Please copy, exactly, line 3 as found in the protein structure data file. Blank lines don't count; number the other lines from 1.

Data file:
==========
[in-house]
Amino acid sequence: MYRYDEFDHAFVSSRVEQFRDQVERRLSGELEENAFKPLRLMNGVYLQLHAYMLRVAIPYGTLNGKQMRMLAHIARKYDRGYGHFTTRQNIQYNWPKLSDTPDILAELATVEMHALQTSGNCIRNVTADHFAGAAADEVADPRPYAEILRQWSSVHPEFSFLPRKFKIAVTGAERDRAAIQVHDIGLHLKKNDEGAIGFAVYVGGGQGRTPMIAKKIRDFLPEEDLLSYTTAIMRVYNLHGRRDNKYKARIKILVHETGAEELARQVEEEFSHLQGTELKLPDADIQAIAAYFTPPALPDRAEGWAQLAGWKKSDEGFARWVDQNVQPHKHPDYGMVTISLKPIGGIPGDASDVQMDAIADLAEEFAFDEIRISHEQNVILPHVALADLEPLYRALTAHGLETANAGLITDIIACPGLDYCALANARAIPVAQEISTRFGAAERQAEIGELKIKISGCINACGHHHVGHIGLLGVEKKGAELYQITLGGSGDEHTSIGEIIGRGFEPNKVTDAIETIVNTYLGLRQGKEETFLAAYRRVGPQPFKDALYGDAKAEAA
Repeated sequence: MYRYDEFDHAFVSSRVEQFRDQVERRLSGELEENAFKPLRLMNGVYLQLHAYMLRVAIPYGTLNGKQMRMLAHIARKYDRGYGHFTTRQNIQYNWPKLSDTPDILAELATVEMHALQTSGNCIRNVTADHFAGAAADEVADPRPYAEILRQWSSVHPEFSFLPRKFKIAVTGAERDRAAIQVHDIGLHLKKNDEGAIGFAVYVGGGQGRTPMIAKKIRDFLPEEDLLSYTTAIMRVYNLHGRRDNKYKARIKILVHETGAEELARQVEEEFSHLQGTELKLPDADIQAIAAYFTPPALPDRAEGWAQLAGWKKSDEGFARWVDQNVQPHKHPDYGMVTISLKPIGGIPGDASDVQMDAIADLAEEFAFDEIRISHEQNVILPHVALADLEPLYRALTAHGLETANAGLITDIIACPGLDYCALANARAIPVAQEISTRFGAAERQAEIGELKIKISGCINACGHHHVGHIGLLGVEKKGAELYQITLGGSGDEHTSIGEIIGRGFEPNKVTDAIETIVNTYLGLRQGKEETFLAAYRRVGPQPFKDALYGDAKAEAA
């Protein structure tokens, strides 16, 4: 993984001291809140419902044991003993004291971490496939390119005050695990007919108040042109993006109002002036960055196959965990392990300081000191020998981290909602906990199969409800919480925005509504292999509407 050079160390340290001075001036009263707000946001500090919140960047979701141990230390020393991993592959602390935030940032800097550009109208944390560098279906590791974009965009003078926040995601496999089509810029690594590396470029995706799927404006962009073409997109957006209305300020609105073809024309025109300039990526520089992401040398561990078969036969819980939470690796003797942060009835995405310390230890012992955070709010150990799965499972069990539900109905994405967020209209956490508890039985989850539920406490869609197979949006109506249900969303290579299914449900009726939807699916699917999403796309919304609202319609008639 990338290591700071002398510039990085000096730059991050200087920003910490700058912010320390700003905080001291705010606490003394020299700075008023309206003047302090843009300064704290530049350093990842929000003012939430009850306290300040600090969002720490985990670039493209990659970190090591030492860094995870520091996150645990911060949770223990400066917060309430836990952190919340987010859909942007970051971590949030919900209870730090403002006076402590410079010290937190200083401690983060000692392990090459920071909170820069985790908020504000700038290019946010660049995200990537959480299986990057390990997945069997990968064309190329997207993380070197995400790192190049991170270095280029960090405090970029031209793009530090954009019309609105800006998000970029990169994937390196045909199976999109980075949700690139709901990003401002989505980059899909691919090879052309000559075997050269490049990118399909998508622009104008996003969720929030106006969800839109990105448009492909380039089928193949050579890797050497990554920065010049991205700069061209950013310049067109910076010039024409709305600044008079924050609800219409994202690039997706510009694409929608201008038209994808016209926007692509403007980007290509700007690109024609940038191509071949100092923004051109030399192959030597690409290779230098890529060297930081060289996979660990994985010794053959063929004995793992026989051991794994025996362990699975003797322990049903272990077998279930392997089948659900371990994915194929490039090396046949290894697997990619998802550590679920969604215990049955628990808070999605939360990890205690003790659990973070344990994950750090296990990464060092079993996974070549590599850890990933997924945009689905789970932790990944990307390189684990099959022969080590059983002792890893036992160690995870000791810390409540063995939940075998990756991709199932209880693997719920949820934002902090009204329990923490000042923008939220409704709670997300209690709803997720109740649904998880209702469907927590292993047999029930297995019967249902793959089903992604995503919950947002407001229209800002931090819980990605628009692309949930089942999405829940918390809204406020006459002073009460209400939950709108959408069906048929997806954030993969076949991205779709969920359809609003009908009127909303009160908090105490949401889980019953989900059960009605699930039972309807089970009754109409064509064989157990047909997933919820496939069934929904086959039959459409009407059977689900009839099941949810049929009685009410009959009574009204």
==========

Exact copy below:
Repeated sequence: MYRYDEFDHAFVSSRVEQFRDQVERRLSGELEENAFKPLRLMNGVYLQLHAYMLRVAIPYGTLNGKQMRMLAHIARKYDRGYGHFTTRQNIQYNWPKLSDTPDILAELATVEMHALQTSGNCIRNVTADHFAGAAADEVADPRPYAEILRQWSSVHPEFSFLPRKFKIAVTGAERDRAAIQVHDIGLHLKKNDEGAIGFAVYVGGGQGRTPMIAKKIRDFLPEEDLLSYTTAIMRVYNLHGRRDNKYKARIKILVHETGAEELARQVEEEFSHLQGTELKLPDADIQAIAAYFTPPALPDRAEGWAQLAGWKKSDEGFARWVDQNVQPHKHPDYGMVTISLKPIGGIPGDASDVQMDAIADLAEEFAFDEIRISHEQNVILPHVALADLEPLYRALTAHGLETANAGLITDIIACPGLDYCALANARAIPVAQEISTRFGAAERQAEIGELKIKISGCINACGHHHVGHIGLLGVEKKGAELYQITLGGSGDEHTSIGEIIGRGFEPNKVTDAIETIVNTYLGLRQGKEETFLAAYRRVGPQPFKDALYGDAKAEAA